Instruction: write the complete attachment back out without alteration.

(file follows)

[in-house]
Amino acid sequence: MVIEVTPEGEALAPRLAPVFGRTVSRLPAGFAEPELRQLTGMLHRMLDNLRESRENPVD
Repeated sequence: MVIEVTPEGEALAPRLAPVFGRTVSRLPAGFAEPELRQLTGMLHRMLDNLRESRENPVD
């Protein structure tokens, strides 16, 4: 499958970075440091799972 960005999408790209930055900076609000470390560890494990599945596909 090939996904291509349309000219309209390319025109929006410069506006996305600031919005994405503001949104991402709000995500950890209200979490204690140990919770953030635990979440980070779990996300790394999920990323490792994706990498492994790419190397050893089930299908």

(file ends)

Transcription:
[in-house]
Amino acid sequence: MVIEVTPEGEALAPRLAPVFGRTVSRLPAGFAEPELRQLTGMLHRMLDNLRESRENPVD
Repeated sequence: MVIEVTPEGEALAPRLAPVFGRTVSRLPAGFAEPELRQLTGMLHRMLDNLRESRENPVD
């Protein structure tokens, strides 16, 4: 499958970075440091799972 960005999408790209930055900076609000470390560890494990599945596909 090939996904291509349309000219309209390319025109929006410069506006996305600031919005994405503001949104991402709000995500950890209200979490204690140990919770953030635990979440980070779990996300790394999920990323490792994706990498492994790419190397050893089930299908």